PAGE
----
The 900-hundred-year-old Royal Arch Cathedral Basilica of Saints Stanislaus and Wenceslaus on the Wawel Hill, also known as the Wawel Cathedral, is a Roman Catholic church and a national sanctuary that traditionally served as coronation site of the Polish monarchs.
The current Gothic cathedral is the third edifice on this site. The first one was constructed and destroyed in the 11th century; the second one, built in the 12th century, was destroyed by a fire in 1305. The construction of the current cathedral began in the 14th century on the orders of Bishop Nanker.
In 1000 the Krakow diocese was established, followed by the construction of a cathedral some 20 years later. Only minor fragments remain of the original and despite extensive archaeological work, it has proved impossible to reconstruct its exterior. There are inconsistencies in the dating of the destruction of the original cathedral. Some sources place it at the time of the invasion of Bretislaus I of Bohemia in the 1040s, while others point to a fire in the 1080s.
At the end of the 11th century construction work began on the second cathedral, called ‘Hermanowska’. It is probable that King Władysław I Herman was its benefactor. The cathedral was consecrated in 1142. Much more is known about this cathedral because its image is preserved on a chapter house seal from the 13th century and its remains are better preserved (the lower part of the Silver Bell Tower and the entire trinaval St Leonard’s Crypt supported by eight columns).
In 1305 or 1306 the cathedral was only partially destroyed by a fire, which made possible the coronation of Władysław I the Elbow-high in 1320. In the same year construction of a third cathedral began at the king’s behest. The key elements of this cathedral survive today. It was consecrated in 1364.
The Wawel Cathedral was the main burial site for Polish monarchs since the 14th century. As such, it has been significantly extended and altered over time as individual rulers have added multiple burial chapels.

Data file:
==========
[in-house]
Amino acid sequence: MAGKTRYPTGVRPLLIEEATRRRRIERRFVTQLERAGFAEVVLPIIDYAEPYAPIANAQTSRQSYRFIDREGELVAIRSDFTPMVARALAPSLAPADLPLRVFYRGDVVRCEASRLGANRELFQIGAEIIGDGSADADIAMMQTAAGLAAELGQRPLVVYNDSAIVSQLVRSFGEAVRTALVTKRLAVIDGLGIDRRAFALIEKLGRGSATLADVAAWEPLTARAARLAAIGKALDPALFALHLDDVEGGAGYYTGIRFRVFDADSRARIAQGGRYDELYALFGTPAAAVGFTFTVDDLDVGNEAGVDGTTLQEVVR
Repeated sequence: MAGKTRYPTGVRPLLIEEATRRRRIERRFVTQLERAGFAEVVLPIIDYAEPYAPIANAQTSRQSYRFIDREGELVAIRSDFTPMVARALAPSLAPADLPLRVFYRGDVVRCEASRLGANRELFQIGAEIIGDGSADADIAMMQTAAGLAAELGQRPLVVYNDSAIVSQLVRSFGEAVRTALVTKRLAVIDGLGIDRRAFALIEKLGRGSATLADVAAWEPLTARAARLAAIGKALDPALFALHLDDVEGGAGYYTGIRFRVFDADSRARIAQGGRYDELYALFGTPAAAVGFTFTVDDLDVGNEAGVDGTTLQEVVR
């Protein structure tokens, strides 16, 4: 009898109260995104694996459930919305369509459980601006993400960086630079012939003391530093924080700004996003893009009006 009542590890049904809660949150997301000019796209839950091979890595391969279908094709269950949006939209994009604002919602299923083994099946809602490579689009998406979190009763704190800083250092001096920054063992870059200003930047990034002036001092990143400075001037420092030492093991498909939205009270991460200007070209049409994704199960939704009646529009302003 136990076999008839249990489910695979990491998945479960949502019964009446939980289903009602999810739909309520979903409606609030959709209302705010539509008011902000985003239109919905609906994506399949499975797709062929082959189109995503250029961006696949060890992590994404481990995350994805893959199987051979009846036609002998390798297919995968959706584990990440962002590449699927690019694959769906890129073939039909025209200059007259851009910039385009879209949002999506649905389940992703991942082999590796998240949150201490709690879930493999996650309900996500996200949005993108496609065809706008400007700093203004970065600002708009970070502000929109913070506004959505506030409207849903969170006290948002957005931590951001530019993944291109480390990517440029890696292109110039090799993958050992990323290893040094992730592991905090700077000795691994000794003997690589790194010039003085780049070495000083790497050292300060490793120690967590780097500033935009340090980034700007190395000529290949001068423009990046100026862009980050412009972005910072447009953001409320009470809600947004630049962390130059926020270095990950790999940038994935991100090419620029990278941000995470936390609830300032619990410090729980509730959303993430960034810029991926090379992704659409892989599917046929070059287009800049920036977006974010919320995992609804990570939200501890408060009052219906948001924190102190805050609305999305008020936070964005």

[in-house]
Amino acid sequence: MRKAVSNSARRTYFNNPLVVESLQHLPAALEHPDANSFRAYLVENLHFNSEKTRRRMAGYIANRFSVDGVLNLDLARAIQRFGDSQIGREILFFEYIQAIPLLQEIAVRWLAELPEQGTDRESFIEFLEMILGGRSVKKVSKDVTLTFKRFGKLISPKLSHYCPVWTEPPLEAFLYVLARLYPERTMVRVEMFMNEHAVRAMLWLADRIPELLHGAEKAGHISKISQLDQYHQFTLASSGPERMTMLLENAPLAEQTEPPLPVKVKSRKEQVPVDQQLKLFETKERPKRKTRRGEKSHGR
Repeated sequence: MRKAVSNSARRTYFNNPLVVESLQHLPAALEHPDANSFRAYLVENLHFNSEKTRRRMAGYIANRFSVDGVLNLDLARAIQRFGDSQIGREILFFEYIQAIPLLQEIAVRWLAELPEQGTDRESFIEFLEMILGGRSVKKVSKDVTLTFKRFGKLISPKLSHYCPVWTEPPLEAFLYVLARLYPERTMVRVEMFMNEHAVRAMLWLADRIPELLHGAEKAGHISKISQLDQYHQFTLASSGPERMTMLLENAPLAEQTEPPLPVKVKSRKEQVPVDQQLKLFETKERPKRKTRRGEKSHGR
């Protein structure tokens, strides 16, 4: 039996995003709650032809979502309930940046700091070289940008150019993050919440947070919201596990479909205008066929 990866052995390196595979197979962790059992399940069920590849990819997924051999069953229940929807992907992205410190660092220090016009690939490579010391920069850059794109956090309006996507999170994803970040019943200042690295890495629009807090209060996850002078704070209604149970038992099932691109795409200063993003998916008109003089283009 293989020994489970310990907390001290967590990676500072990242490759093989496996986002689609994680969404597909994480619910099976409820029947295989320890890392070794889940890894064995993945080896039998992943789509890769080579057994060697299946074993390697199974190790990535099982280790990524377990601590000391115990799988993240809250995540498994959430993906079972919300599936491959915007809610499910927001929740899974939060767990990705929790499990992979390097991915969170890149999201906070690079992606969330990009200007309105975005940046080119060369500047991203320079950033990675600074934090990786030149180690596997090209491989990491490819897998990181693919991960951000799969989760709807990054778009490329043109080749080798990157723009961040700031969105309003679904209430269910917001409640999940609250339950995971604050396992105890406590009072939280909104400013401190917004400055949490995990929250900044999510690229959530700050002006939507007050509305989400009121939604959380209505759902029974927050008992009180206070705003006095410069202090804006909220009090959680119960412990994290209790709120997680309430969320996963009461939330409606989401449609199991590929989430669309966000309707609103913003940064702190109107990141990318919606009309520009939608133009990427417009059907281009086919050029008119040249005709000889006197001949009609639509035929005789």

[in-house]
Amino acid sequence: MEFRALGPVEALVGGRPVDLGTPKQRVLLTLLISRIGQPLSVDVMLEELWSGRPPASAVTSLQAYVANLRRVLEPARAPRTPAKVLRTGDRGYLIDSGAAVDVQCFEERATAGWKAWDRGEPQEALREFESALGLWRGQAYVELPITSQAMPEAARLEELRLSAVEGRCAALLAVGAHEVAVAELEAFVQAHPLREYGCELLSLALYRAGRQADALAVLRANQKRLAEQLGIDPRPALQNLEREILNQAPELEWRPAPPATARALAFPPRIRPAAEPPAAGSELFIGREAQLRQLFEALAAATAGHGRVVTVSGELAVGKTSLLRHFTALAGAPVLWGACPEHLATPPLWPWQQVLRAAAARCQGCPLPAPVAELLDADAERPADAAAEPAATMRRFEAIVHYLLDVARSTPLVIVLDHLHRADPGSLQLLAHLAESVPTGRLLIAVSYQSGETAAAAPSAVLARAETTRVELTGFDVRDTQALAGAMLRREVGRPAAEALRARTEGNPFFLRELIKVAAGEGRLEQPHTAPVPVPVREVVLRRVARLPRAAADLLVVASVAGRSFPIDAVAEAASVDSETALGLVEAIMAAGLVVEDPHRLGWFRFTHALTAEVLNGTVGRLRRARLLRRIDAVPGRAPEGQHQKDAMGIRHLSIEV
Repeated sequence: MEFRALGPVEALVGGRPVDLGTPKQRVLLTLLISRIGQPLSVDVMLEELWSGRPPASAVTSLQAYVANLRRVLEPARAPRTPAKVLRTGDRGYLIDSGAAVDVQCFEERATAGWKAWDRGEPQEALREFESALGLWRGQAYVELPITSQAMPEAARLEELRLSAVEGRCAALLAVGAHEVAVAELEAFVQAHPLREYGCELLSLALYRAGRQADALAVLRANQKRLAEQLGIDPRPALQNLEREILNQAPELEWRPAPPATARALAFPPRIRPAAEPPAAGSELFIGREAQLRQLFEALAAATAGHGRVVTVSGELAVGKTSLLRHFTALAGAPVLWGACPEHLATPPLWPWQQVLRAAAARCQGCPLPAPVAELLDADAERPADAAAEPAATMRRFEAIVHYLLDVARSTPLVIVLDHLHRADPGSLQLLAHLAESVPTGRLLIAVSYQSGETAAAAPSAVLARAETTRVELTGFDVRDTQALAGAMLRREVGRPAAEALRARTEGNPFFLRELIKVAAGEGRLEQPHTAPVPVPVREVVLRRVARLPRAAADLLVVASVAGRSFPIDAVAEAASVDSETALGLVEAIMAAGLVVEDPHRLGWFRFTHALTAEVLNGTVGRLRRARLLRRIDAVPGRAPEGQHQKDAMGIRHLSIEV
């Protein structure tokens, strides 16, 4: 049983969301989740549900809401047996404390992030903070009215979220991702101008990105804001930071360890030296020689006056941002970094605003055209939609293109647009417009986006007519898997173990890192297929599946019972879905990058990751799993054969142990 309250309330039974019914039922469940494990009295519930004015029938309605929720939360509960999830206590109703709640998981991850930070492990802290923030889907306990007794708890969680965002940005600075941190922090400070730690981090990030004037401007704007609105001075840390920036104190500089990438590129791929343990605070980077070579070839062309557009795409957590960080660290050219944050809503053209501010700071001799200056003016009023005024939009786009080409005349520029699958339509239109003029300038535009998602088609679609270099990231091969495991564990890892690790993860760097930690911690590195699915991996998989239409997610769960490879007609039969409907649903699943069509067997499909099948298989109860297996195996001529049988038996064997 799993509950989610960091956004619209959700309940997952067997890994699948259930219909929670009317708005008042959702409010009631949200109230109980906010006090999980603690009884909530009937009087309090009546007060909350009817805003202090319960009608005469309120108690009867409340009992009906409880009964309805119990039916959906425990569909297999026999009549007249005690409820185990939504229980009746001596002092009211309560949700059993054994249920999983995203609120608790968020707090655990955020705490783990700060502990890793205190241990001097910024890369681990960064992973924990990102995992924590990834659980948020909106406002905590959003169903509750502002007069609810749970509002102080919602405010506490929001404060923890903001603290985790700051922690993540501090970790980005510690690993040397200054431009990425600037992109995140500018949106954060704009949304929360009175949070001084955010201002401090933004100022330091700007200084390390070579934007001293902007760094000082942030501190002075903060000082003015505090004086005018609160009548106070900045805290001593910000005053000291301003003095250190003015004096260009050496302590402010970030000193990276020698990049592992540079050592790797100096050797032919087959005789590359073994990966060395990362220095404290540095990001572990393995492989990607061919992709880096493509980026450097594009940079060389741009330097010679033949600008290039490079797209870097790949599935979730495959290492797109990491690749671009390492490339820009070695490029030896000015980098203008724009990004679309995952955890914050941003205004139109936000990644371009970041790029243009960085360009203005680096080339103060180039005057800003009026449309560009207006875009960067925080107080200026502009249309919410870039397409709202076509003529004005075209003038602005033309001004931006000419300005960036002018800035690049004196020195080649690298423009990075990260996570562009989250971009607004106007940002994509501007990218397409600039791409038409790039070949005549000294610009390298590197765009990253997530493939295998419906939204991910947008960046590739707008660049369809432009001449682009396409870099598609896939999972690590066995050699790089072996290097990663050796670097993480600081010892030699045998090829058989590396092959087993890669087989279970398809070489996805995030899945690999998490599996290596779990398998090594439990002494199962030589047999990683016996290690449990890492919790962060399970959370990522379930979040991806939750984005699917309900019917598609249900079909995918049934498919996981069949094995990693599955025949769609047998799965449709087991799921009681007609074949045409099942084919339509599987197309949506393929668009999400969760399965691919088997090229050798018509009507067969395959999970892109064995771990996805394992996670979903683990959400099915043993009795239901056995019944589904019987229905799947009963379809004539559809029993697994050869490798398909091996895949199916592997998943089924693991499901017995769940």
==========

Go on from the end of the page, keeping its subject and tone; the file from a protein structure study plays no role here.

The crypt beneath the Wawel Cathedral holds the tombs of Polish kings, national heroes, generals and revolutionaries, including rulers of the Polish-Lithuanian Commonwealth such as John III Sobieski and his consort Marie Casimire (Maria Kazimiera), the remains of Tadeusz Kościuszko – a leader of a Polish national insurrection and Brigadier General in the American Revolutionary War; the national bards: Adam Mickiewicz (laid to rest there in 1890) and Juliusz Słowacki (1927), as well as Władysław Sikorski – Prime Minister of the Polish Government in Exile and Commander-in-Chief of the Polish Armed Forces, along with Marshal Józef Piłsudski – founder of the Second Polish Republic.
Pope John Paul II also considered being buried there at one point in time, while some of the people of Poland had hoped that, following ancient custom, his heart would be brought there and kept alongside the remains of the great Polish rulers.
Sigismund’s Chapel, adjoining the southern wall of the cathedral, is one of the most notable pieces of architecture in Krakow and the purest example of Renaissance architecture outside Italy. Financed by Sigismund I the Old, it was built in 1517-33 by Bartolommeo Berrecci, a Florentine Renaissance architect, who spent most of his career in Poland.
The Royal Sigismund Bell, the largest of the five ones hanging in the Sigismund Tower of the Wawel Cathedral, weighs almost 13 tonnes and requires 12 bell-ringers to swing it. It tolls on special occasions, mostly religious and national holidays, and is regarded as one of Poland’s national symbols.